Why you need to lead by example as an MSP Business owner

Richard Tubb

I was recently talking to the owner of an IT Managed Service Provider (MSP) business who was bemoaning the fact that his engineers would not log their time properly within the businesses Professional Services Automation (PSA) tool.

“I’ve asked them to log their time, and I’ve even told them to log their time” he explained, exasperated, “but even if they do it for a while, it doesn’t last”.

Lead-by-ExampleWhen I asked the business owner if he logged his own time in the same way he was asking his engineers to, the answer rather sheepishly came back as “No”.

This attitude brings to mind the phrase “Do as I say, not as a I do” a sentiment that rarely, if ever works to move somebody towards a desired action.

Leading by example

To inspire action in others as a business leader you must be seen to be leading by example.

In the case of our MSP business owner, what message was he sending his staff by asking them to consistently log their time in the PSA tool when he didn’t bother to log his own time? Quite simply he was sending a message that the process wasn’t important enough for him to follow, so why should anyone else?

As a former MSP business owner myself, I made sure to log all the time I spent within my business in the same way I asked my engineers to do so. I felt that by doing so I was setting an example to be followed -- or at worst, I was not asking staff to follow a procedure that I didn’t follow myself!

As a business owner, by following the systems and processes you are asking your staff to follow you will also have a good insight into what is working and what could be improved for any process. It’s going to be difficult for you to gain a perspective over the challenges staff face with certain processes if you don’t understand those processes yourself.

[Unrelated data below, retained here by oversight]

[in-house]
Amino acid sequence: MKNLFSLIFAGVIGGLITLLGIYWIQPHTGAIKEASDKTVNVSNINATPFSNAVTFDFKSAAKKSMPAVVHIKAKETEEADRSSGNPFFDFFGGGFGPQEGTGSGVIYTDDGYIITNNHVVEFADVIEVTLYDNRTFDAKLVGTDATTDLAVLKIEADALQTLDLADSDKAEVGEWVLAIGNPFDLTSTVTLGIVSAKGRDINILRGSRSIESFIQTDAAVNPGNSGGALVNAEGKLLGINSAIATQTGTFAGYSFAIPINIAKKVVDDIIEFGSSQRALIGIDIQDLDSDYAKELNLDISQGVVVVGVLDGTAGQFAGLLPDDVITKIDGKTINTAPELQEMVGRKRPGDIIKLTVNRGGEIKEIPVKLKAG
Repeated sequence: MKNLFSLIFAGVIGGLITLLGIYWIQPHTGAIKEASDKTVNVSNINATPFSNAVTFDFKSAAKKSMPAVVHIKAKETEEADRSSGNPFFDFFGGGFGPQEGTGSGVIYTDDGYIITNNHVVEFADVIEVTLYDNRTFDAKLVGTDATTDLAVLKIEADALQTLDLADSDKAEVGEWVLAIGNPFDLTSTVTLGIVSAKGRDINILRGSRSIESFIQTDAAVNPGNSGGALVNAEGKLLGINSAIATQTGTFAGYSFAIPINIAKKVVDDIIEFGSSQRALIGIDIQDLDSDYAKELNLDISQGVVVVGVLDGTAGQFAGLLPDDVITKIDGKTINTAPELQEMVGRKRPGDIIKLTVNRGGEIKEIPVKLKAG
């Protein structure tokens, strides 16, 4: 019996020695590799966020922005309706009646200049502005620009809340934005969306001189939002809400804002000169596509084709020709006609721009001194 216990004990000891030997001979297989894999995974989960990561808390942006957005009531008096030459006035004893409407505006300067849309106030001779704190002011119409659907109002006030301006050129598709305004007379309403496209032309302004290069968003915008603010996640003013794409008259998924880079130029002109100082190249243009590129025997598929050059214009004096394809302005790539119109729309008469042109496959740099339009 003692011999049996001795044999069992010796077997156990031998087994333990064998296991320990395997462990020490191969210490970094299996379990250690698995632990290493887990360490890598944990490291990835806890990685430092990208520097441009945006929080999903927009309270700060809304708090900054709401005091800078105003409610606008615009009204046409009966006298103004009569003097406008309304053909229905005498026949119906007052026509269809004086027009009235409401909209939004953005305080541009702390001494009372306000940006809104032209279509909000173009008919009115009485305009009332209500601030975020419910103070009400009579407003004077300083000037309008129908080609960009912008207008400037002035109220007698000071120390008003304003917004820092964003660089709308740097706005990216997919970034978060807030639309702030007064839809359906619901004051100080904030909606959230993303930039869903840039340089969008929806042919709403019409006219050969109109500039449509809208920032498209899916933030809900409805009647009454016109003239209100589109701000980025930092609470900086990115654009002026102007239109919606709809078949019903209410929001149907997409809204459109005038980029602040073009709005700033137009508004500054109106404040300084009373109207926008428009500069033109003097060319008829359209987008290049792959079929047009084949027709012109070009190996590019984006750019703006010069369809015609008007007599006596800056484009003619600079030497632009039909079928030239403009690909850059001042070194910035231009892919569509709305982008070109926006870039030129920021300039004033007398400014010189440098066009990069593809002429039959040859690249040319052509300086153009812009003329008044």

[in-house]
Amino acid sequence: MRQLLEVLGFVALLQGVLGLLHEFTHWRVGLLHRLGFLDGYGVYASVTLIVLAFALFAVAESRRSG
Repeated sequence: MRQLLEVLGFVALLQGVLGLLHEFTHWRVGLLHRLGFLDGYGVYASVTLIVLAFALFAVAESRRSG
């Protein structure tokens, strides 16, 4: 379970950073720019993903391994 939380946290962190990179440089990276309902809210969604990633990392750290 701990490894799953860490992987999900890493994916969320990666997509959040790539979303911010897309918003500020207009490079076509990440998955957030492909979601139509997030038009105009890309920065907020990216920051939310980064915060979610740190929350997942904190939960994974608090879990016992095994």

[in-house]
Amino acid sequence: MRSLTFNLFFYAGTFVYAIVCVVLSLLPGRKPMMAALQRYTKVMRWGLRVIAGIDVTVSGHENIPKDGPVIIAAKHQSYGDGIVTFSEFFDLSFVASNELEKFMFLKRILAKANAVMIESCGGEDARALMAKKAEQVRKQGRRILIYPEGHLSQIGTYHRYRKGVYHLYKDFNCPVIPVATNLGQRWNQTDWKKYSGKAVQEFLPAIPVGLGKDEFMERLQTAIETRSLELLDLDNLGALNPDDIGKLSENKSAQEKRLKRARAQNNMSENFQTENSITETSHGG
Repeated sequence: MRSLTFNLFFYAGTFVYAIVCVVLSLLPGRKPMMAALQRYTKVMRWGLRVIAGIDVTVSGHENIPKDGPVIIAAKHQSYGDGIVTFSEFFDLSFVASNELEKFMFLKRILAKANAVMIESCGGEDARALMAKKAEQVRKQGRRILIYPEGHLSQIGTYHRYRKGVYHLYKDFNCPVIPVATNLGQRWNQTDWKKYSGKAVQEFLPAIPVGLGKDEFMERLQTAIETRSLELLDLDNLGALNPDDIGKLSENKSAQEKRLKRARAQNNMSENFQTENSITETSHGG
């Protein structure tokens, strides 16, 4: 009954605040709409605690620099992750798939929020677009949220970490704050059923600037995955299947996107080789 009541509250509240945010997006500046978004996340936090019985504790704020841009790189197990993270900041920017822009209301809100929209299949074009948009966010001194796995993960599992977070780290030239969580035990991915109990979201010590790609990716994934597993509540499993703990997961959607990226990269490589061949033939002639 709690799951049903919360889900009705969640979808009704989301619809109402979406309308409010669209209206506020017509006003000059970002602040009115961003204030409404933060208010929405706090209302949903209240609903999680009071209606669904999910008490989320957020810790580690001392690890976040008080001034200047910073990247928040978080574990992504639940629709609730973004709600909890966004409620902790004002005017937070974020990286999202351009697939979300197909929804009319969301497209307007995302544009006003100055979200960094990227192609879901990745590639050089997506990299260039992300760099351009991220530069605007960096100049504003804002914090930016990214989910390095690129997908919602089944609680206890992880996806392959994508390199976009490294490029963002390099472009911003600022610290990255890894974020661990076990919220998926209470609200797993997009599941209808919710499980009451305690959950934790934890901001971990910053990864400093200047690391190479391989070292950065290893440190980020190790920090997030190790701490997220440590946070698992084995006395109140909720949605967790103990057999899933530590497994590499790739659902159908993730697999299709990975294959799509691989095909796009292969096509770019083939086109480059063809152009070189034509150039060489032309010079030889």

First in to the office, last to go home?

Staff will follow your lead, even (or especially!) if you’re setting a poor example.

I worked with one IT Solution Provider where staff morale was an issue. When I asked the staff what they didn’t like about their workplace, they shared that they felt the expectation to work long hours was stressful.

This came as a complete surprise to the business owner who shared with me that he’d never asked any of his staff to work late, to the best of his recall. However, when I enquired to the hours the business owner kept, he fully admitted that he came into the office before anybody else and often worked late to stay on top of work.

The example the business owner was setting -- even without consciously being aware of it -- was that long hours was an expectation. If the boss was seen to be working long hours, his staff made a leap of judgement to believe he would want them to work long hours too.

The situation was helped when the business owner shared with his staff that he would like the company to embrace a culture of life/work balance (with life coming first!) and that meant staff taking regular breaks during the day, and keeping normal working hours. On its own, this statement of the explicit desire for a company culture would not have been enough to sway staff however. “Do as I say and not as I do” applies again. The business owner himself needed to change his outlook on long hours, and sure enough, once he led by example and started taking regular breaks and finishing work at a normal time, his staff started becoming comfortable with the environment and enjoyed work a lot more.

Conclusion

As an IT business owner, are you asking staff to “Do as I say and not do as I do?” or are you leading by example and doing things the way you would like staff to do them?

Whether it be a process you’re asking staff to adhere to, or the culture of a business, the way you behave as a business owner on a day-to-day basis will influence your staff -- for worse or for better!

For more advice on how to succeed when managing employees check out another great article from Richard Tubb!